‘Survivor: Philippines’ Pre-Game Interview: Former MLB Star Jeff Kent


Jeff Kent (AP/Gordon Holmes)

XfinityTV.com sent me deep into the wilderness on a mission to bring you all kinds of “Survivor” stuff including behind-the-scenes tidbits, pre-game interviews with the cast, insights from “Survivor” host Jeff Probst and Challenge Producer John Kirhoffer, a look at the first Tribal Council, and much more. I’ll be cranking out this goodness daily, so be sure to follow me on Twitter (@gordonholmes) for up-to-the-minute updates on all of this season’s “Survivor” fun.

Name: Jeff Kent
Home: Austin, TX
Occupation: Former MLB Player
Tribe: Kalabaw

Gordon Holmes: Are you going to let people know about your career in Major League Baseball?
Jeff Kent: I don’t plan on it. If people catch who I am I’m going to have to come clean. Hopefully they won’t know as much about me as you do and have me on their fantasy team.
Holmes: You made a few seasons and another time you broke my heart.
Kent: (Laughs) I’ll downplay it as best I can, if they know. But now I’m a motorcycle dealer, I have a family with four kids. I have a working ranch. That’s kind of how I’m playing this thing. Hopefully that will be enough.
Holmes: Something that I think may work in your favor is; baseball players always have a hat or a helmet on. I’d definitely recognize the name Jeff Kent, but as a baseball fan, I only really recognize players from my own team.
Kent: Well, there weren’t many white guys with mustaches walking around. I was known as one of the only guys in baseball to still have the porn-stache of the ‘80s who was still playing in the ‘90s. There is one kid here who’s wearing a whole lot of New York Yankees get-up, so hopefully he won’t catch on.
Holmes: Ever thought of losing the porn-stache?
Kent: I’ve only shaved it off one time, and that was in the World Series in 2002 and we ended up losing. I was so bitter I went home and shaved my mustache. The next day I looked in the mirror and thought, “What an ugly bastard you are.” So, I let it grow back. I haven’t shaved it since.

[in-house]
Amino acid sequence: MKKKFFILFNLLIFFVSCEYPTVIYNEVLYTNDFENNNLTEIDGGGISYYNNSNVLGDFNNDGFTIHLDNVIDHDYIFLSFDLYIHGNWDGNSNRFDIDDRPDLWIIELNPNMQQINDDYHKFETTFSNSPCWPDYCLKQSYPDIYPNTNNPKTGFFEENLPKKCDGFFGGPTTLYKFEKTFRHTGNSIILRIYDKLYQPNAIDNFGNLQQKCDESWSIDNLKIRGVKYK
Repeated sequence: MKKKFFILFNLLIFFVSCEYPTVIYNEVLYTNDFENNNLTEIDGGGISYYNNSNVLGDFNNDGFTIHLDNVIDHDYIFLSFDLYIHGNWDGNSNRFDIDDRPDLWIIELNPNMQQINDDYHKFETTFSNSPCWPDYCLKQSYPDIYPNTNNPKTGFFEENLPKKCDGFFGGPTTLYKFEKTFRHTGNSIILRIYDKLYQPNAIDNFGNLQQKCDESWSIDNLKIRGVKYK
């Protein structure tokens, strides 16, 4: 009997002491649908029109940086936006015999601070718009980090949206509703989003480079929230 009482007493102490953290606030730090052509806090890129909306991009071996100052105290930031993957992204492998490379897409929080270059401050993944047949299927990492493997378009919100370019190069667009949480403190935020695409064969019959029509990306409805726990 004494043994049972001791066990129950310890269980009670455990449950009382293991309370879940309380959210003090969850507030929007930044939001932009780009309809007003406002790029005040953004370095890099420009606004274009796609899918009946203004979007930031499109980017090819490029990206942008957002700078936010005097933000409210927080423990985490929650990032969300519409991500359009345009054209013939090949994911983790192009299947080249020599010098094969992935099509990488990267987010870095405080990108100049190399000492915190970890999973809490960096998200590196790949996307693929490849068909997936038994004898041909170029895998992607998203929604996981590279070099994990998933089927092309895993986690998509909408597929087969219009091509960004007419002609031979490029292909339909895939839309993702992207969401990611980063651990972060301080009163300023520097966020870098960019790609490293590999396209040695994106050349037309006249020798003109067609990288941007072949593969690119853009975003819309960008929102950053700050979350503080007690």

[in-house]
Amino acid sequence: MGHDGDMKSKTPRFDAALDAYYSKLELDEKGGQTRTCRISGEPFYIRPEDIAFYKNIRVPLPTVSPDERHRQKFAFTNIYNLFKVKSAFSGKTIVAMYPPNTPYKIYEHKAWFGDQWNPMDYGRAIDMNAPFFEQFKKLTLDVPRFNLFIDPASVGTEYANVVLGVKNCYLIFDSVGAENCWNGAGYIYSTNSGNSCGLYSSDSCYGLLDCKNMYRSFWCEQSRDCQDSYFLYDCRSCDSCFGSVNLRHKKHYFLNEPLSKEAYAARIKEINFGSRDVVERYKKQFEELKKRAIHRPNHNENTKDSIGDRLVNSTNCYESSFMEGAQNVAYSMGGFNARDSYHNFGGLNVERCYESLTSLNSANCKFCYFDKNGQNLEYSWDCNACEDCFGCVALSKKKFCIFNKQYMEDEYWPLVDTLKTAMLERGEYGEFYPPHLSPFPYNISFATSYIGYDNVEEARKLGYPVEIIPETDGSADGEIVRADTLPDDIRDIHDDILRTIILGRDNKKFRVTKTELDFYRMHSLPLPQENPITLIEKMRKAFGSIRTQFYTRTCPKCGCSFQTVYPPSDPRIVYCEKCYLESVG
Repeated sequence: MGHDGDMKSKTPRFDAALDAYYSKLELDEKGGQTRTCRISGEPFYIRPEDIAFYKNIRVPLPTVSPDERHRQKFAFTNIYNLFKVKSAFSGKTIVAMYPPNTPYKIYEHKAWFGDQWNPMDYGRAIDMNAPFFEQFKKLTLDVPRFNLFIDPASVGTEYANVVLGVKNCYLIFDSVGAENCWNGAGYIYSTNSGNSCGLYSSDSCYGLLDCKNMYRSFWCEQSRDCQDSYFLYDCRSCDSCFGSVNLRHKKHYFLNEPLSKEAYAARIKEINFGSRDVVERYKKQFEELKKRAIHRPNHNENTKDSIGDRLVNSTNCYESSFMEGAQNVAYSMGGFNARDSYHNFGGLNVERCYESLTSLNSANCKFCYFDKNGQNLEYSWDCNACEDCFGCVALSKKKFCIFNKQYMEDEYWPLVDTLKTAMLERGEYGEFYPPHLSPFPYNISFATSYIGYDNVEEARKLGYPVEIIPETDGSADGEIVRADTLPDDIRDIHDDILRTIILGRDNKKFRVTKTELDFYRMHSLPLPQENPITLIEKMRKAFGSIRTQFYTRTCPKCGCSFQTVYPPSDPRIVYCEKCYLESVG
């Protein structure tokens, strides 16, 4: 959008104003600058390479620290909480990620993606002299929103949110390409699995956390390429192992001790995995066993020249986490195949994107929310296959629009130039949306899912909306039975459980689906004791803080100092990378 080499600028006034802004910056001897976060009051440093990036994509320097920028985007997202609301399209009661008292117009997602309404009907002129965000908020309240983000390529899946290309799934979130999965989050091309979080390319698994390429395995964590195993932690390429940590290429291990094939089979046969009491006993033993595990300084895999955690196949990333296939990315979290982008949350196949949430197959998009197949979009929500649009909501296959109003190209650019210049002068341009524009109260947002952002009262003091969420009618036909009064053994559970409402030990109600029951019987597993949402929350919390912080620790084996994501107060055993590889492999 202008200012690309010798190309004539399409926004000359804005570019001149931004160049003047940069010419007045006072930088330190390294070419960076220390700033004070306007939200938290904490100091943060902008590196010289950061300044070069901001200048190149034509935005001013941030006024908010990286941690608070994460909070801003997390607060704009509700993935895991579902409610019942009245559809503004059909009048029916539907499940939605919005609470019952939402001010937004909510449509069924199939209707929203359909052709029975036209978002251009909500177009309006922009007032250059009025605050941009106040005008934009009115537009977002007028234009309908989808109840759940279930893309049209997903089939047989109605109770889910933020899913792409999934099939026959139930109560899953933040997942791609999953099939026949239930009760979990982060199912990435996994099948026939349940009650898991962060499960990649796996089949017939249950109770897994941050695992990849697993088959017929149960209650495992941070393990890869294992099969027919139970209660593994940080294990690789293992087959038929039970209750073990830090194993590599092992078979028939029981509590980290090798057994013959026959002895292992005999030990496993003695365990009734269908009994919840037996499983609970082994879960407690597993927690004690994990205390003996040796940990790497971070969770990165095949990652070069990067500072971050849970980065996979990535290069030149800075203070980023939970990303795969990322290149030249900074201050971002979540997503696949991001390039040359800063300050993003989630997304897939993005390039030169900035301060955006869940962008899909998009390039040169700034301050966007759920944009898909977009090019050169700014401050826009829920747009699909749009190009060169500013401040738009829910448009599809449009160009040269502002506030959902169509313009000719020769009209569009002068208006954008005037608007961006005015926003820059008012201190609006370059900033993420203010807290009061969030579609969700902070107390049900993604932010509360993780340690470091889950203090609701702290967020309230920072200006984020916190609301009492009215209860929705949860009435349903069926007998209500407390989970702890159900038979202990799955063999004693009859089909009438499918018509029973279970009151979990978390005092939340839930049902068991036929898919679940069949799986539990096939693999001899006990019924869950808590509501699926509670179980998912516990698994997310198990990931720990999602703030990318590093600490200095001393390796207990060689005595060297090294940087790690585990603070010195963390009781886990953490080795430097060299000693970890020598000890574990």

Holmes: What happens if you’re on the beach, you tell everyone about your ranch, and some Dodgers fan says, “You look a lot like Jeff Kent.”
Kent: I’m going to have to back into that. I’ll have to get a feeling from them of how serious they were. How much they know about me. They’ll get information on a need-to-know basis. If they know who I am, and they don’t know how long I played or how many teams I played for, I’ll have to fib my way through it in a way that makes it seem like on their level. And that’s my goal, my goal is to be on everyone’s level. If it looks like I’m bigger and better and richer, that won’t be such a good thing. I’m going to have to adapt. I don’t have a plan. I think that’ll be a good thing. I’ve been telling the media stories my whole life. I tell them what I think they need to know and what they’ve earned. I’ll be the same way with these contestants.

Holmes: It comes out that you’re former MLB star Jeff Kent, you had a long career. It’s no secret that baseball players bring in some big money. I say, “He shouldn’t be here, he doesn’t need the money. Let’s get rid of him.” How do you counter?
Kent: It’d be a throwback to Russell (Hantz) in a sense. Russell played a few years back, where he played the game and he earned the right to be the sole Survivor. He didn’t get it. He got the Sprint award. But he didn’t get the million dollars and I think he should have. That’s how the game is going to be played for me. If I get caught, then let’s play the game. Let’s see who the best player is. It’s not about who deserves the money because they’re rich or poor or in debt or starting a family. It’s not about taking care or grandma and grandpa. It’s about playing a game. The million dollars should go to the best player in this game.
Holmes: I 100% agree with you as we sit in this gazebo. But if we were in the game together, I’d absolutely use your wealth against you.